Kartemquin docs continue to impact communities

At Kartemquin, we pride ourselves on the impact our films can make on audiences. Long after a film has played at festivals or on television, we hope that its quality will stand the test of time and that it will continue to move people to discuss the issues involved, and inspire them to take action no matter where they are in the world. Here are some recent examples of our documentaries stirring debate and meeting a positive response for their informed and engrossing depiction of complex subject matter.

Milking the Rhino, our 2008 film on community-based conservation in Africa, struck a chord with viewers in rural Utah this week. Selected for a special 'Creative Commons' screening at the the inaugural DOCUTAH Film Festival "to stimulate creative thought about strategies that could be applied and successfully adapted to meet the needs of small western towns," the film and co-producer Jeannie Magill inspired an audience debate on how the "lessons to be learned" from Milking the Rhino could impact their own community-based grassroots movements. Read more about what they learned from the film in the Southern Utah News.

Milking the Rhino director/producer David E. Simpson's previous Kartemquin film, Refrigerator Mothers (2003), this week impacted an online community focused on autism. Writer Anne Dachel at Age of Autism sparked a flurry of responses by asking "How could doctors have got it so wrong for so long?" when reviewing the film's portrayal of the history of the medical profession blaming 'cold' mothers for autism in children. The overriding consensus in the comments is that though viewers were "horrified" by the revelations made in the film, they welcomed its portrayal of an issue that is shamefully still not a thing of the past.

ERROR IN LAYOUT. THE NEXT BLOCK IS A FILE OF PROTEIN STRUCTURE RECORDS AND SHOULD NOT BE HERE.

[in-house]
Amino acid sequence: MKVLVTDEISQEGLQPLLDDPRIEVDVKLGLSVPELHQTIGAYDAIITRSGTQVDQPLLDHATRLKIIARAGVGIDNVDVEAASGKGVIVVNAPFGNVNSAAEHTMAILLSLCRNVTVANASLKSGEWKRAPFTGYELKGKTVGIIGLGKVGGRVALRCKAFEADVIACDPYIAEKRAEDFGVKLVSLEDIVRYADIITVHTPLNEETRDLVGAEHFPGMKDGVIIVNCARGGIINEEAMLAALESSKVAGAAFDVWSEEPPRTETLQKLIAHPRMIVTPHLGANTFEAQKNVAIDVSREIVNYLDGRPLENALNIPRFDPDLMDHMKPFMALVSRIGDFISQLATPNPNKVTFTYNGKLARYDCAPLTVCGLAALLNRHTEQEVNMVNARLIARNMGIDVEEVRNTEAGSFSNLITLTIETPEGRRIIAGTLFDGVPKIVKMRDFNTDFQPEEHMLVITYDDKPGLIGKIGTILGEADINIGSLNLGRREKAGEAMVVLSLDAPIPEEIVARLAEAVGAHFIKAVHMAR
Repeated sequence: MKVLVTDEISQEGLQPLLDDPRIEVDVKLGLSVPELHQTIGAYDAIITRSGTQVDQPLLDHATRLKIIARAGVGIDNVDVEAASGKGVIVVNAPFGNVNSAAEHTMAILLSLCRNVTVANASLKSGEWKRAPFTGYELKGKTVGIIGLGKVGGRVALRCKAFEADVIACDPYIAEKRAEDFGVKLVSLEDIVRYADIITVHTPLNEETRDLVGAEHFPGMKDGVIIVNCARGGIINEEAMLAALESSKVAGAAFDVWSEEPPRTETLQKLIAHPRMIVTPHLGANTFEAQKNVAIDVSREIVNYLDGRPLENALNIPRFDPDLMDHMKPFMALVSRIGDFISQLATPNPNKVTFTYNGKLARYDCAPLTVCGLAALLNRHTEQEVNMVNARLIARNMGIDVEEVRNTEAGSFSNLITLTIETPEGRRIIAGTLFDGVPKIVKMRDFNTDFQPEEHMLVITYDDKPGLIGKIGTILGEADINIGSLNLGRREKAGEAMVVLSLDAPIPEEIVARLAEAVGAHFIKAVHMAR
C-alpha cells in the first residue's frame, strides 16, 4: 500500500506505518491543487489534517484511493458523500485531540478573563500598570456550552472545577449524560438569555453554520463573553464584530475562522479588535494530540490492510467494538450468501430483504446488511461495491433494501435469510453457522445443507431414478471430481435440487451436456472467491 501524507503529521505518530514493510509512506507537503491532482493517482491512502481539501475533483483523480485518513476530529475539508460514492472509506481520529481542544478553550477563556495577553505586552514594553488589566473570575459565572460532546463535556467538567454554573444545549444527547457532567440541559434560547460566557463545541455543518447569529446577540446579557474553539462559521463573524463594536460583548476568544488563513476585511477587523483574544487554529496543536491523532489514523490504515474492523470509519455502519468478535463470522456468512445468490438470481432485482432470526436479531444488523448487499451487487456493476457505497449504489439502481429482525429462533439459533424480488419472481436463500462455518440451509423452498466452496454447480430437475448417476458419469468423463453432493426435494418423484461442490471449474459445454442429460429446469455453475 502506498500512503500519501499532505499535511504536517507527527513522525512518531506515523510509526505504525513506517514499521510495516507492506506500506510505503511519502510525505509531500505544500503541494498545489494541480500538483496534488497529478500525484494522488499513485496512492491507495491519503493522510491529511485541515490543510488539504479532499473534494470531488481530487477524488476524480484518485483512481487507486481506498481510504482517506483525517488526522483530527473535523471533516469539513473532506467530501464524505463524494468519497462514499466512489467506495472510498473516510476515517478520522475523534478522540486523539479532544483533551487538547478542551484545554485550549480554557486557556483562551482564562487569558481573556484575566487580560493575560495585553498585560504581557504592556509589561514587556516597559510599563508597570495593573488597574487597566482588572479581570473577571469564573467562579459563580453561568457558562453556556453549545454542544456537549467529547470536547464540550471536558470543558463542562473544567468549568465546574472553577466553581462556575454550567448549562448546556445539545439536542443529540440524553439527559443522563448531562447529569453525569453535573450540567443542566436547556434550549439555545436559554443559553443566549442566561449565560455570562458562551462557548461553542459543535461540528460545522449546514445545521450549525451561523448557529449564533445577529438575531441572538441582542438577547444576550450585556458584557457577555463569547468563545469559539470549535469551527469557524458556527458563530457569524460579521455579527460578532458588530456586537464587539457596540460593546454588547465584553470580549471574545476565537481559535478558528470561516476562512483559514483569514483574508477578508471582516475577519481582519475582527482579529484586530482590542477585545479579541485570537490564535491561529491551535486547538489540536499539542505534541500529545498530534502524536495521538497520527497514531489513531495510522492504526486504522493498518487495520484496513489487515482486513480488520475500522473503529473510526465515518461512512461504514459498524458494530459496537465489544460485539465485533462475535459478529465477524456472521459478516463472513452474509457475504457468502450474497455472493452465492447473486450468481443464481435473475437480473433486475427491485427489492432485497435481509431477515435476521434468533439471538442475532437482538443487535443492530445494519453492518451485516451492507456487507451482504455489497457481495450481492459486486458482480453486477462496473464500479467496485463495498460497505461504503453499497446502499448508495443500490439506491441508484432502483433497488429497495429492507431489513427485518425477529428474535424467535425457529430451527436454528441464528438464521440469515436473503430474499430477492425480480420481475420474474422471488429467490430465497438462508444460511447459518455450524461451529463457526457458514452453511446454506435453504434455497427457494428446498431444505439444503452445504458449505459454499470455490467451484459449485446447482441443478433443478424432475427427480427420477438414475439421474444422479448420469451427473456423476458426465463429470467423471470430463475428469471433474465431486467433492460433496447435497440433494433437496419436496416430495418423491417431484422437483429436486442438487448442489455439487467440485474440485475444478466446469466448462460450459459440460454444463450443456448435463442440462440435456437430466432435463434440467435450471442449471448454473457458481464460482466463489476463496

Joanna Rudnick's personal documentary In the Family, about her experiences after testing positive for the BRCA mutation, was also recently cited for its inspiring impact by breast cancer survivor Chrissy Garcia in the print magazine Fairfax Woman. Mrs Garcia relates how "throughout the documentary, we see Joanna as she tries to figure out what she wants, and how she would fight like a girl." Watching the film motivated her to face her own struggle to consider "how much to sacrifice to survive" and to find a community of women at FORCE (Facing Our Risk of Cancer Empowered) who understand her experience.

In the Family was also cited by Sue Friedman in a blog post marking the approval by the House of Representatives of National HBOC Week and Previvor Day as the culmination of years of effort by FORCE. In What a Difference A Decade Makes, she states: "Through In the Family, Joanna Rudnick turned the camera on herself and many FORCE members, and showed the world the poignant life of the HBOC previvor and survivor, and FORCE’s role in organizing us. These previvors demonstrated the high-risk sense of self to the world—facing their challenges head on, refusing to be delegated to the shadows, and eschewing the stigma that society places on people with diseases by normalizing words like “mutation,” “prophylactic surgery” and “genetic testing.”

If you have a story of how a Kartemquin documentary has made an impact on you, please share it with us. If you would like to support more more films that make a positive impact, please consider donating to Kartemquin.